Why did you post on a bullet performance when the bullet stayed in the deer, left no exit wound or blood trail and not bother to recover the bullet?

A gunwriter observed that the old Barnes bullets did not fragment and were slow killers of deer. Looks like your bullet is the same.
I was reporting what I observed and looking for other's experiences with this bullet.
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Old October 4, 2013, 12:24 AM   #17
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As far as performance goes - I think it did great. It dumped all its energy into the deer and didn't come out. That's what I want. I use SSTs and I get same results. Performance is excellent - turns everything inside to mush. May or may not exit.
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Old October 4, 2013, 09:41 AM   #18
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I can't argue with your success, but for me, total disintegration of a bullet without exiting while desireable in a self defense round, its not something I look for in a hunting bullet for deer and larger game. Bullets that come apart after entry can do the same if the hit heavy bone before entry.
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Old October 4, 2013, 01:08 PM   #19
Reloader2
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Nosler E-tip on deer

I didn't recover the bullet so I have no idea if it came apart or not. I highly doubt that it disintegrated but have no proof that it didn't either.
But I've seen bullets do some strange things.
We once recovered a bullet that went from the front to the back of an elk and it looked like it could be reloaded except for the rifling marks and a bit of a bend in the shape.
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Old October 4, 2013, 04:39 PM   #20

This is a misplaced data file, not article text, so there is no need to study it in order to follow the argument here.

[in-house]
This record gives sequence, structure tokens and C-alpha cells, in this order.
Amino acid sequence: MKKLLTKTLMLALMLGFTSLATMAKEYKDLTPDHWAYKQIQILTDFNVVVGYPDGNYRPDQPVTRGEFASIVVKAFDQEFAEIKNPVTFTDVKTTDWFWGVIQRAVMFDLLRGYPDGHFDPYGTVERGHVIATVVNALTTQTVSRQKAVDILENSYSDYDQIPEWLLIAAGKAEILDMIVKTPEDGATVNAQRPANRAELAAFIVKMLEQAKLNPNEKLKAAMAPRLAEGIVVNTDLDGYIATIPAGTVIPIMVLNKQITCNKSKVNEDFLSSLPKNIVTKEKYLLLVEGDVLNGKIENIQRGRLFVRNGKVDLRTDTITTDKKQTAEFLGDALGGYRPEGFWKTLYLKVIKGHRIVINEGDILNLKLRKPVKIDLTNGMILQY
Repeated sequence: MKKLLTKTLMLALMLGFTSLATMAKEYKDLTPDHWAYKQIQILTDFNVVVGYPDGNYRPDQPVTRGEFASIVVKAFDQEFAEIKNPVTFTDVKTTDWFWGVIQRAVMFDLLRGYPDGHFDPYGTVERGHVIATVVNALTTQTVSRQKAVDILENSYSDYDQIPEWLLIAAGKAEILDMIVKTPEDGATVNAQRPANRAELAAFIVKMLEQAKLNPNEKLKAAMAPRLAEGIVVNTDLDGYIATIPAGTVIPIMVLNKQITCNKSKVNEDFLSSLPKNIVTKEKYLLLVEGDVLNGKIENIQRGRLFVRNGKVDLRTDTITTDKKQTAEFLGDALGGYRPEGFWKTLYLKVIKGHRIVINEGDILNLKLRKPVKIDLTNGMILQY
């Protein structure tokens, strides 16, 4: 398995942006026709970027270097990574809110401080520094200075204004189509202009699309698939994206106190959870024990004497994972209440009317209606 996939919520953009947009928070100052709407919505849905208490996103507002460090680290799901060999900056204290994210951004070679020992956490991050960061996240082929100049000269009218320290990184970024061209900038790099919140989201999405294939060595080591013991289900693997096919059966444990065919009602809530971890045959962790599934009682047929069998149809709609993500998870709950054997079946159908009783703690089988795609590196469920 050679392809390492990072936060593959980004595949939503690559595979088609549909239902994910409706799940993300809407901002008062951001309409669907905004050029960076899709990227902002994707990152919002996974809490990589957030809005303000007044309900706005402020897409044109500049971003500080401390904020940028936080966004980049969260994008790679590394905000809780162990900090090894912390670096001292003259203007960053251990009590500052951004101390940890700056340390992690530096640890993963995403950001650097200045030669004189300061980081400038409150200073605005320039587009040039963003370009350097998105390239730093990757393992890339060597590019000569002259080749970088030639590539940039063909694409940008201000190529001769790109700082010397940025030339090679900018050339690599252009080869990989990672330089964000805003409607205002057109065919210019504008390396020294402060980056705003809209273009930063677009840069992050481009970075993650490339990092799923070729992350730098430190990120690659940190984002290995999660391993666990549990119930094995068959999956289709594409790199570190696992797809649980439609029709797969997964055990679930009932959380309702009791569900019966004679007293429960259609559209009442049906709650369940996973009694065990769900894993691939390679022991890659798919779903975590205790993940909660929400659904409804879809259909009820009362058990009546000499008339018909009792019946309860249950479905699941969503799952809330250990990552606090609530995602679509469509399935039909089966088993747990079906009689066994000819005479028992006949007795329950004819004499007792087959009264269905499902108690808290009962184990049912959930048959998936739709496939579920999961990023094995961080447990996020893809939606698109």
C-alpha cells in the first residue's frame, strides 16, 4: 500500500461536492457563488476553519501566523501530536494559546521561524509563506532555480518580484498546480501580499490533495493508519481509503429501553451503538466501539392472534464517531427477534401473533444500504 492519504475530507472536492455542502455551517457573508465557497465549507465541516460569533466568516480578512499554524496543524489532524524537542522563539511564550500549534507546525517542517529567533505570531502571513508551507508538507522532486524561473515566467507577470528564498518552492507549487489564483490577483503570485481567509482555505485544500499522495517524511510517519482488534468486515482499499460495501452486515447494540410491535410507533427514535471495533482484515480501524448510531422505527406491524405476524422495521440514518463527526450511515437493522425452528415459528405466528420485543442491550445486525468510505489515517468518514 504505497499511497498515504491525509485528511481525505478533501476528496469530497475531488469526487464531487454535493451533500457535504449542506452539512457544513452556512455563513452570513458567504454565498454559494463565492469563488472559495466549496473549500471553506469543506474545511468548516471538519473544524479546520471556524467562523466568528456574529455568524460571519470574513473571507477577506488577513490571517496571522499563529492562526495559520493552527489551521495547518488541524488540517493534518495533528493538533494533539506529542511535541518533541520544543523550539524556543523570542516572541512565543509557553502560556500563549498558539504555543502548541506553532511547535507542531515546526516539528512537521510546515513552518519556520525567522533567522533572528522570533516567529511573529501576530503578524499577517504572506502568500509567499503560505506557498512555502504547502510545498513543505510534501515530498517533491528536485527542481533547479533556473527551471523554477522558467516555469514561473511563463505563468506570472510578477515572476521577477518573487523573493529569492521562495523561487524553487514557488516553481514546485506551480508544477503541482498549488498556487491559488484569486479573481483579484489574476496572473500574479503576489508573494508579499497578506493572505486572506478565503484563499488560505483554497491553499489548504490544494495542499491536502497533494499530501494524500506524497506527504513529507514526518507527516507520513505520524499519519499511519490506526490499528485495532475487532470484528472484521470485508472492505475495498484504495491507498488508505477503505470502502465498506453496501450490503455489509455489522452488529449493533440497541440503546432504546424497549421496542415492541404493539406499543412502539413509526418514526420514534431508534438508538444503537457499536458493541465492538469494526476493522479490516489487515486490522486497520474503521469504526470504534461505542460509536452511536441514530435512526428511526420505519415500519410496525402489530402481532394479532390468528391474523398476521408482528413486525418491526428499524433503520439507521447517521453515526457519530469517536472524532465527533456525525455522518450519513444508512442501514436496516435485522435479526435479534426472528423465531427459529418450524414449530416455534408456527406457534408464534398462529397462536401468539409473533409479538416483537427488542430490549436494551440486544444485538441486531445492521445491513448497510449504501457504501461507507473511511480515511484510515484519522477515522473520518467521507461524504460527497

AllenJ
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Quote:
I highly doubt that it disintegrated
I agree, solid gliding metal bullets are tough to do that to.

How far was your shot?
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Old October 4, 2013, 05:34 PM   #21
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Have you butchered the deer yet? I'd bet that bullet is embedded in the back or off side back leg.

My nephew took a nice buck with his .280 while using my handloaded 139 Hornady interbonds. Hit was straight on the brisket, bullet was half-way through the back leg round/ham area. Nicely expanded, while making a mess of the heart and lungs.
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Old October 4, 2013, 11:58 PM   #22
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strange, the reports of actual use we get on these solid copper rifle bullets.

manufactureres claim complete pass through, nosler for one admits on their website they physically havenot been able to make one explode or disintegrate.
have seen a few tales of shed petals in game.
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Old October 5, 2013, 11:29 AM   #23
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Quote:
Huh? What makes you think the guilding metal construction causes lower velocity?
Gilding metel is not as dense as lead, so the bullets are longer and have more surface area in contact with the bore than traditional lead core/copper jacket bullets of the same weight. The added fraction of the increased surface area decreases peak velocity and slightly increases pressure.

The load data in all my manuals shows gilding metal bullets generally lose 50-100 fps compared to conventional bullets.

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Old October 5, 2013, 07:22 PM   #24
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That is why they started cutting grooves in the bullets. The bearing surface of a triple shock is about the same as a traditional lead jacketed.
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Old October 5, 2013, 07:24 PM   #25
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Bezoar, many of the earlier Barnes X bullets did shed their petals. They remidied that problem a couple of years after first hitting the market.